TAKE ME HOME

The Big Yin says wants to lay his bones by yon bonnie banks of Loch Lomond

Dick's boat on Loch Lomond

Idyllic – Billy Connolly years for days fishing for salmon on trout on Loch Lomond.

Report and pictures by Bill Heaney

Sir Billy Connolly has said he would like to die in his native heath by the Banks of Loch Lomond.

The Big Yin, who moved from New York to Florida two years ago, said he longed to return to the Scottish loch, where he played as a child from Partick who went there on day trips with during his time in the Cub Scouts.

And where he fished for salmon alongside some other kenspeckle figures from the Loch Lomond Angling Association.

In footage from his new programme, Billy Connolly’s Ultimate World Tour, the actor and presenter reminisces over his childhood from his Florida home.

Connolly BillyConnolly was an apprentice welder in John Brown’s shipyard in Clydebank and worked alongside the local craftsmen who built the great Atlantic liners.

He says: “I remember standing by the shores of Loch Lomond at Inversnaid and the sky was beautiful. I remember that line, I forget whose line it is: ‘Breathes there the man, with soul so dead, who never to himself hath said, this is my own, my native land.’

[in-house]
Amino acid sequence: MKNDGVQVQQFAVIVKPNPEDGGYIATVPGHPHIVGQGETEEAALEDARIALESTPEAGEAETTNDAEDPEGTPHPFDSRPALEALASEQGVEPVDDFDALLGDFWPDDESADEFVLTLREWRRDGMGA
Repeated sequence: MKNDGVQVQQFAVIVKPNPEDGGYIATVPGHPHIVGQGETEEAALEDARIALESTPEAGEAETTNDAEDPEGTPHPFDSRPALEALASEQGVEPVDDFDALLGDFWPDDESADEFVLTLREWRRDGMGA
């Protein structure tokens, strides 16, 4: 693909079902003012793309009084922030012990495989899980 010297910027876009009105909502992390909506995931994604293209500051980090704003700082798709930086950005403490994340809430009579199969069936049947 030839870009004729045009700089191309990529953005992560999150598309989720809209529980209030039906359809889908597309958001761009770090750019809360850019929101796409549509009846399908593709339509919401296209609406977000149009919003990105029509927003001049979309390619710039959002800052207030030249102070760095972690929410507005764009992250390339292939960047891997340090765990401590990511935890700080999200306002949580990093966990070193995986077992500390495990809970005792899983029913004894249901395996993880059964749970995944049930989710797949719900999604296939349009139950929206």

“I don’t like to look like a bagpiper with heather in my ears but sometimes your love for the place just has to find a stage. I’d like to die there.  It’s a weird subject to bring up, but I’m 75. I wouldn’t like to stay away forever. I’d like to be planted there eventually, in Loch Lomond.”

In 2013, the comedian who once lived in Bonhill before moving to Drymen, revealed he had been diagnosed with Parkinson’s and prostate cancer on the same day.

He has since since been given the all clear for cancer and moved to Florida to fight the degenerative disorder.

ITV’s Ultimate World Tour will see Sir Billy, now 76, travel his newly adopted home state while looking back at his travels from the last 25 years, from Scotland to Canada and Australia.

About the series, he said: “It was exactly 25 years ago that I found myself taking the cameras out of the theatres and into the world.

“It’s a journey that’s taken me to far flung places and offered up once-in-a-lifetime experiences and I’m still discovering thrilling new stuff around every corner now I’ve pitched up in Florida.”

Marie Wingate greeted the Big Yin when he came to Milton Animal Home in Dumbarton many years ago.  Like Jessie Forrester, Marie was on the committee of the SPCA-run home.

Marie asked Billy if he would open one of the home’s famous fetes, which he happily agreed to do.

Her son, Jim Wingate, said: “My Mum was on the committee and asked Billy if he would open the fete.

“Mum said he was a gentleman and just an ordinary guy. I’m lucky to have this photo. It  makes me really proud now”

Billy at Milton

Mrs Marie Wingate and Billy Connolly at the opening of a fete at Milton Animal Rescue Centre. Pictures courtesy Jim Wingate

 

Bill Heaney

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